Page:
Forum for Science, Industry and Business

Sponsored by:     3M 
Search our Site:

 

Researchers Link DNA to Nanostructures

22.09.2011
Work May Pave Way for Development of New Materials

Assembly of nanostructures using DNA may lead to the production of new materials with a wide range of applications from electronics to tissue engineering. Researchers in the Institute for Nanoscience and Engineering at the University of Arkansas have produced building blocks for such material by controlling the number, placement and orientation of DNA linkers on the surface of colloidal nanoparticles.

Their work is featured as the “hot paper” in the current issue of Angewandte Chemie International Edition, the weekly scientific journal of the German Chemical Society.

“We have demonstrated a strategy to place ‘DNA linkers’ on a nanoparticle at specific angles relative to each other so that we may produce building blocks with well-defined arrangements of DNA in all dimensions,” said Jin-Woo Kim, professor of biological engineering. “The specific number and orientation of DNA strands on the nanoparticles allow greater control over the ultimate shape of nanostructures.”

DNA linkers are areas on the nanoparticles that functionally allow connection with other nanoparticles. In this case, connection is achieved through a type of DNA hybridization reaction.

The simple and sustainable strategy involves attaching strands of DNA to functionalized nanoparticles one strand after the other rather than all at the same time. The nanoparticle with the first strand serves as the starting material for the second strand. The nanoparticle with these two strands together serves as the starting material for the third, and so on. In addition to facilitating greater control over the shape of the structure, assembling in this sequential manner renders the process more reproducible and scalable, which helps with the assembly of complex, hybrid nanoscale architectures at all scales and in all dimensions.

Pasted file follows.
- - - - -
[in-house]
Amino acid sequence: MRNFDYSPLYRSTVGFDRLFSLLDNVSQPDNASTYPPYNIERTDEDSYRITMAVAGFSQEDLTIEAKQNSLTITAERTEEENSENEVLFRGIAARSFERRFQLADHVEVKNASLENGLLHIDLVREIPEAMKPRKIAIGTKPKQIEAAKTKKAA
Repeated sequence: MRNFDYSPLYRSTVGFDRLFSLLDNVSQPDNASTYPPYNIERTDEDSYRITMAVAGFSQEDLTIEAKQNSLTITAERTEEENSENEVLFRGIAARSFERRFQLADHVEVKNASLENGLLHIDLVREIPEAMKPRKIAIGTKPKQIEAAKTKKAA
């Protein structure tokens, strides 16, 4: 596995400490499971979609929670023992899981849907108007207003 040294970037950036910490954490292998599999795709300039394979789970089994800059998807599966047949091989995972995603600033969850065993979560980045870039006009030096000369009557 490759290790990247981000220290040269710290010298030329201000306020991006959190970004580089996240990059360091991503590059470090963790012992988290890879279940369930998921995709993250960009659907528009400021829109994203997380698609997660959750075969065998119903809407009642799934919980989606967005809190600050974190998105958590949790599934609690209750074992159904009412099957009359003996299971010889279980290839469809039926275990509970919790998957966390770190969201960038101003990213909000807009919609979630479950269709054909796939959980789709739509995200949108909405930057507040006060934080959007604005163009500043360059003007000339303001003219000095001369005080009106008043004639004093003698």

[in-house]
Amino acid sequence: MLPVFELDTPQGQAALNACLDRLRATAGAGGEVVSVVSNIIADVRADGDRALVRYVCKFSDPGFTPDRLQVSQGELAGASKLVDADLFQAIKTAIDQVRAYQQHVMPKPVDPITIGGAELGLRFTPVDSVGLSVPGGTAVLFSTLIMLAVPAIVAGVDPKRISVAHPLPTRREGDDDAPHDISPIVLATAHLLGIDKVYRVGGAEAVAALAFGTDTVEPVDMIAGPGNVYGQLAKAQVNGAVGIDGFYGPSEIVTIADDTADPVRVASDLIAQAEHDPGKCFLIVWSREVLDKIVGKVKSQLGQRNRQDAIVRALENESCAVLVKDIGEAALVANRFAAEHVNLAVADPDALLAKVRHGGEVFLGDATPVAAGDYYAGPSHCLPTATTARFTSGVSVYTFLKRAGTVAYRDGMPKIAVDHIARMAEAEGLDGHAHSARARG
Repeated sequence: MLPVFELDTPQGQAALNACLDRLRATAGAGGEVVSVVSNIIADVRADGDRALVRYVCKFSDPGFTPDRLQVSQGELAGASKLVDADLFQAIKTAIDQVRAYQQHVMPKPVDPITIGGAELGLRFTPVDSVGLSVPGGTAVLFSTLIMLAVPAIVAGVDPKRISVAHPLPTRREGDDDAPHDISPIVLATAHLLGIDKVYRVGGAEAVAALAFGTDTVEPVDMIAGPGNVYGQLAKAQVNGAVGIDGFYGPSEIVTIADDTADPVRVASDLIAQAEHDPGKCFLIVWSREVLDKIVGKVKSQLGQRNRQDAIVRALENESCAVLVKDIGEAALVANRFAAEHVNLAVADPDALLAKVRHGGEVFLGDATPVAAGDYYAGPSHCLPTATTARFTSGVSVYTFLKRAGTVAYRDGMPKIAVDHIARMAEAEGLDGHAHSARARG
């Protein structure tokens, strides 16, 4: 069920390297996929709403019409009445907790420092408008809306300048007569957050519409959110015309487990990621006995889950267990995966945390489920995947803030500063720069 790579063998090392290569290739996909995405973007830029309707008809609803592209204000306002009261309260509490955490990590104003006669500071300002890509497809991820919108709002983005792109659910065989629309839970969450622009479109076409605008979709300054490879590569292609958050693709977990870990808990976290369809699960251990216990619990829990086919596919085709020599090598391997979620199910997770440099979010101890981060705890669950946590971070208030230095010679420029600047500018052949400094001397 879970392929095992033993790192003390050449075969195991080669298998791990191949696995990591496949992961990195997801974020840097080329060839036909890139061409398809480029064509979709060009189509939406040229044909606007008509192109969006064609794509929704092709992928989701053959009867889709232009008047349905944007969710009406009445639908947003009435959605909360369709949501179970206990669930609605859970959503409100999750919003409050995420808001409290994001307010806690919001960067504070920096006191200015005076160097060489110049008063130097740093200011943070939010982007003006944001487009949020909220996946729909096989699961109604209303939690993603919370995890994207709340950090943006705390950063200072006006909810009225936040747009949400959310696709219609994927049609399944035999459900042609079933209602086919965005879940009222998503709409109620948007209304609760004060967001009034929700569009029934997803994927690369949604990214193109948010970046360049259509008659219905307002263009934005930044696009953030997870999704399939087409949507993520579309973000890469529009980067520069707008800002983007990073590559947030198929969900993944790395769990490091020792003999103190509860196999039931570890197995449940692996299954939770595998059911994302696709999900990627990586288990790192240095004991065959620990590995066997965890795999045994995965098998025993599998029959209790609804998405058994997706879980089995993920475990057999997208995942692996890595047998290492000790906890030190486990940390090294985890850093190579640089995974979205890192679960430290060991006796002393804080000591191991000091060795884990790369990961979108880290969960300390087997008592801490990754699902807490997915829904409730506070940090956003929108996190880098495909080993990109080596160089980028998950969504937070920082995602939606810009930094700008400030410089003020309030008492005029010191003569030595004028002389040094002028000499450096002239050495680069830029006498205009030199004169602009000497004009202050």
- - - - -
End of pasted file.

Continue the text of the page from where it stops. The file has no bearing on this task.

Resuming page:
The building blocks, which the researchers call “nBLOCKs,” remained stable under volatile conditions. They exhibited chemical stability and water solubility during ligand replacement reactions. There were no apparent changes in physical and chemical properties when the building blocks were stored at 4 degrees Celsius for at least a month. Such promising stability shows high potential for their practical application. The researchers continue working on further optimizing their physical and chemical stability.

Kim said the building strategy can be generalized for other types of nanoparticles, meaning that construction of other types of building blocks with specific, desired functions may be achieved. The technology has the potential to transform many fields of research, including biology, medicine, chemistry, physics, materials science and engineering.

The research was supported by the National Science Foundation, the University of Arkansas Division of Agriculture and the Arkansas Biosciences Institute.

The work was a multidisciplinary, collaborative effort with Russell Deaton, professor of computer science and computer engineering. Jeong-Hwan Kim, postdoctoral associate at the Bio/Nano Technology Laboratory, also made a significant contribution to the project.

Jin-Woo Kim is a professor in the Dale Bumpers College of Agricultural, Food and Life Sciences and the College of Engineering. He works in the Institute for Nanoscience and Engineering at the University of Arkansas and directs the Bio/Nano Technology Laboratory.

CONTACTS:
Jin-Woo Kim, professor
Biological and Agricultural Engineering
479-575-3402, jwkim@uark.edu
Matt McGowan, science and research communications officer
University Relations
479-575-4246, dmcgowa@uark.edu

Matt McGowan | Newswise Science News
Further information:
http://www.uark.edu

More articles from Life Sciences:

nachricht Cryo-electron microscopy achieves unprecedented resolution using new computational methods